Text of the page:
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What you need to know for 10/22/2017

Cold War vets to get tax break

Cold War vets to get tax break

Thousands of county residents who served in the military but not in conventional wartime will qualif

Thousands of county residents who served in the military but not in conventional wartime will qualify for a new property tax exemption adopted Tuesday by the county Board of Supervisors.

The board unanimously adopted the new Cold War exemption, available to people who were on active duty during the era of armed tension between the United States and the Soviet Union and other communist countries.

The state law allowing local governments to offer the exemption defines the period as being between Sept. 2, 1945, the end of World War II, and Dec. 26, 1991, after the fall of the Soviet communist empire.

Eligible veterans can receive a 15 percent exemption on their county property taxes up to a maximum of $12,000 in property value. It can be for up to $40,000 if the veteran has a service-related disability.

That is 10 percent of the exemption people with military disabilities due to combat service in “hot” conflicts such as World War II, Korea, Vietnam and Iraq qualify for.

The exemption doesn’t apply to local school taxes, which for most property owners is their highest tax.

At a public hearing last week, several veterans spoke in favor of the exemption.

“I don’t think a lot of people realize how much went into the Cold War,” said 35-year veteran Jim Coyne of Saratoga Springs.

“There was a lot of tension in that time,” said Gene Ratigliano, commander of the Gurtler Bros. VFW Post in Saratoga Springs, who said his members favor the legislation. “Regardless of what service you were in, you were involved in Cold war operations.”

Because the exemption is small, it is expected to have a negligible impact on the tax bills of non-veterans.

“I think it’s the principle of the matter,” county Veterans Committee Chairman Philip C. Barrett, R-Clifton Park, said when the legislation was introduced. “Anything that’s out there, I think we should offer to our veterans.”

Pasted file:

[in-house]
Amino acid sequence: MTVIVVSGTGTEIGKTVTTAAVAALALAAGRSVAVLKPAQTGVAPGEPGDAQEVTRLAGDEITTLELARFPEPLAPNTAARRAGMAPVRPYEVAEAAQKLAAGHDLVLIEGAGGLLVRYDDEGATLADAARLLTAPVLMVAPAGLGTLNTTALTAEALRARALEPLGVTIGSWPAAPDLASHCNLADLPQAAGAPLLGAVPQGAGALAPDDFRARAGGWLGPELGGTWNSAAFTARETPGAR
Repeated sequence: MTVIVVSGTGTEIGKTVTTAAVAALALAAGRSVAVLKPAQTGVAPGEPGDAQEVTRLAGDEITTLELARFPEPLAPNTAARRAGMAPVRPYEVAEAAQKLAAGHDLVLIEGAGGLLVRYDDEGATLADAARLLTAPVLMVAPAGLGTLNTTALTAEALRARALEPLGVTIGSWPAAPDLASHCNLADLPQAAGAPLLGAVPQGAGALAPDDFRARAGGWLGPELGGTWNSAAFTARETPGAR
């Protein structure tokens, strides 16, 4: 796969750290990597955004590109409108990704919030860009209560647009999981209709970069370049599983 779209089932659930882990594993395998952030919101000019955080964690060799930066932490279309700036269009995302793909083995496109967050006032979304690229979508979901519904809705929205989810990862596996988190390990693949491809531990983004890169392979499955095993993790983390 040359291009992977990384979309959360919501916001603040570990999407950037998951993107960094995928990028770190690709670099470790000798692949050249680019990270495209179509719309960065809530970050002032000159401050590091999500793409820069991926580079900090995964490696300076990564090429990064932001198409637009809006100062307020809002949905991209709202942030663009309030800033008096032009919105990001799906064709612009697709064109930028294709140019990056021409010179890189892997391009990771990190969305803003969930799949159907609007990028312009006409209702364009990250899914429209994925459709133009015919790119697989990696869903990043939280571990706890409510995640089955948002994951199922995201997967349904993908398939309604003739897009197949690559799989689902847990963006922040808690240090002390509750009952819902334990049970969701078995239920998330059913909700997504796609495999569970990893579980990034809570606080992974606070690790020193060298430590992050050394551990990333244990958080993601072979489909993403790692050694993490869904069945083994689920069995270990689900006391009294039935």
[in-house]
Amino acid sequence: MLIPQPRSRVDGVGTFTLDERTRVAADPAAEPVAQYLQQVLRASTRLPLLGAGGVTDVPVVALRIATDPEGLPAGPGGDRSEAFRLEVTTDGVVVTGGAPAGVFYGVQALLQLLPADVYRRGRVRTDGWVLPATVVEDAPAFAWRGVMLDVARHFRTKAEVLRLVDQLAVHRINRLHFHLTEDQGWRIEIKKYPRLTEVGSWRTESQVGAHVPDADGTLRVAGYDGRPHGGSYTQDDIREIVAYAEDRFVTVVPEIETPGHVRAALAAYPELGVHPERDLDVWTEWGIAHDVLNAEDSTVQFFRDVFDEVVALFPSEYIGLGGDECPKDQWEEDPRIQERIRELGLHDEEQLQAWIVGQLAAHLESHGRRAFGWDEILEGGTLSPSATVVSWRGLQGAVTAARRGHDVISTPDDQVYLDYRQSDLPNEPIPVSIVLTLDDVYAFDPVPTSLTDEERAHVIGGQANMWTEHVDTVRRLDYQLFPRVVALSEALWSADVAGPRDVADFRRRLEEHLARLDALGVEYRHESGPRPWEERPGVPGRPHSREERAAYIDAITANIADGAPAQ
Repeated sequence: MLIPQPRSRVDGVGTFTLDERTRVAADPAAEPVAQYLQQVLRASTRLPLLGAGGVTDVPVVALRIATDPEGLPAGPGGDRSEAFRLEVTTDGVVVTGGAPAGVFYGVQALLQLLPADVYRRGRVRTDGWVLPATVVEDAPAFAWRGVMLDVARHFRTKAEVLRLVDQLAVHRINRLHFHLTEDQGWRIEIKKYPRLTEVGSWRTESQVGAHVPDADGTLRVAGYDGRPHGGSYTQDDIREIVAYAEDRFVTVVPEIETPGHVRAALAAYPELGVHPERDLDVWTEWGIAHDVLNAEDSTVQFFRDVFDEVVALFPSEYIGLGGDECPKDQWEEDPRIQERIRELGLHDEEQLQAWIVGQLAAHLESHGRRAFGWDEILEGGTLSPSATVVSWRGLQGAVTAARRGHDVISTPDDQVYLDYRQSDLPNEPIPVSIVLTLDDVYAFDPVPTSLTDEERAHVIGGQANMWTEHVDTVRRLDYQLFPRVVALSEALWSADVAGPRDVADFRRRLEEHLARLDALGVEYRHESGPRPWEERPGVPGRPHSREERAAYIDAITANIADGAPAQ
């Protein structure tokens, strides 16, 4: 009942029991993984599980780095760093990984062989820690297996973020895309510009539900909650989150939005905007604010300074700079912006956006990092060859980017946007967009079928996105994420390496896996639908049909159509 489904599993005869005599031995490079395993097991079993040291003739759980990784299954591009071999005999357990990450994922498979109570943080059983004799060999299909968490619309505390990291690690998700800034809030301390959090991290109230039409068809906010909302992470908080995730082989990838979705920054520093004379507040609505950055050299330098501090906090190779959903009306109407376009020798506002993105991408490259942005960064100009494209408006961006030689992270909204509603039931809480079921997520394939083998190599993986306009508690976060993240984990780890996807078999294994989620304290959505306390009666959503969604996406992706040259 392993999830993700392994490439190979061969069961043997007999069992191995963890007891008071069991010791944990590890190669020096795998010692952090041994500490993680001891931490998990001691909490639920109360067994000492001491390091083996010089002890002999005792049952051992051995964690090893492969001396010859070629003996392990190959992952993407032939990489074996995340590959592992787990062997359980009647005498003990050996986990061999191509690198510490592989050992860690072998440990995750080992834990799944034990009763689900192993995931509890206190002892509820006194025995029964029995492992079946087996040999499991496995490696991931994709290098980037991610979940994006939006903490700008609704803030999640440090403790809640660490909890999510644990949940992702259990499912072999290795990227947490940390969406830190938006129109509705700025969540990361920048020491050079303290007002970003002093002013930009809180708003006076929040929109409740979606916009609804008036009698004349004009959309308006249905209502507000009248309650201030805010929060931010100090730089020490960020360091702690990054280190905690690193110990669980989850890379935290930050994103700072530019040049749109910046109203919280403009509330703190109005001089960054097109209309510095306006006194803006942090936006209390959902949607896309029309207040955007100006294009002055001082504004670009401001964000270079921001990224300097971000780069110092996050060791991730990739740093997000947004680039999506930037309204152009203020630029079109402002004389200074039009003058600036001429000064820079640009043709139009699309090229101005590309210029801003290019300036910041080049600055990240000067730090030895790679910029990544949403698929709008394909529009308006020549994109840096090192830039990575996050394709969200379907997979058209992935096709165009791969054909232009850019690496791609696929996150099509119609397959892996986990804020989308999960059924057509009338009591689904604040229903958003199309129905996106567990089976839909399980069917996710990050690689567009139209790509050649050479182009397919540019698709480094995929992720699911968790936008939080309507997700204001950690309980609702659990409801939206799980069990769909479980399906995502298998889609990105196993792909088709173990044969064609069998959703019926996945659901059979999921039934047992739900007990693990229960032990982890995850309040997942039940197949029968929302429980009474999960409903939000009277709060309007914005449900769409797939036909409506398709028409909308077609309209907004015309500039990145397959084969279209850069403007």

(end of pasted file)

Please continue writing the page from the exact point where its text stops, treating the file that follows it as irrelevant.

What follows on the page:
The Clifton Park Town Board has approved the exemption at the town level, and the Saratoga Springs City Council was to vote on offering it on city taxes Tuesday night.

Other communities across the Capital Region are in the process of discussing or authorizing the exemption, which was made available under a new state law last year. Fulton County has already adopted it.

Veterans of the Cold War served at a time of high military tensions, though not of actual fighting. Until now, veterans’ tax exemptions have been only for those who served in wartime.

The Cold War was a period when a large number of American troops were stationed in Europe against the threat of a Soviet invasion, and others served in non-combat stations throughout the world. Both the U.S. and Russia kept a large array of nuclear weapons with which to threaten the other.

Veterans who served in wars during that era, including Korea and Vietnam, qualify for a higher exemption but can’t also receive the Cold War exemption.

Currently, there are about 19,000 veterans living in Saratoga County. About 9,000 of them currently have an exemption based on their time of service, said Carol Holley, the county’s real property tax services director.

Holley said many veterans who don’t have an exemption now will qualify for the Cold War exemption, but not all will, because some don’t own property or they may have served after the 1991 cutoff date.

The state will provide the application form and local assessors will administer the exemption. The law takes affect July 1 but probably won’t have practical effect until the next time exemption applications are due, March 1, 2009.

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